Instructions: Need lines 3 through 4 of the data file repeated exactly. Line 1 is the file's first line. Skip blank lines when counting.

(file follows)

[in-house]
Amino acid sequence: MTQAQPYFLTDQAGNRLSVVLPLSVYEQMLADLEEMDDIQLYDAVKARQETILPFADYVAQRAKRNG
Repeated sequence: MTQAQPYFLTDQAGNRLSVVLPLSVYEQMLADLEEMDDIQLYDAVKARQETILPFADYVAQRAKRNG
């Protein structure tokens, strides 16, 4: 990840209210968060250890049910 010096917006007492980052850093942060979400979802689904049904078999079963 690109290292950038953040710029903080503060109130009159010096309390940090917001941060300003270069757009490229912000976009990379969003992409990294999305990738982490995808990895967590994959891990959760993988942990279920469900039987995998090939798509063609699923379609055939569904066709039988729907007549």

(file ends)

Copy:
Repeated sequence: MTQAQPYFLTDQAGNRLSVVLPLSVYEQMLADLEEMDDIQLYDAVKARQETILPFADYVAQRAKRNG
């Protein structure tokens, strides 16, 4: 990840209210968060250890049910 010096917006007492980052850093942060979400979802689904049904078999079963 690109290292950038953040710029903080503060109130009159010096309390940090917001941060300003270069757009490229912000976009990379969003992409990294999305990738982490995808990895967590994959891990959760993988942990279920469900039987995998090939798509063609699923379609055939569904066709039988729907007549």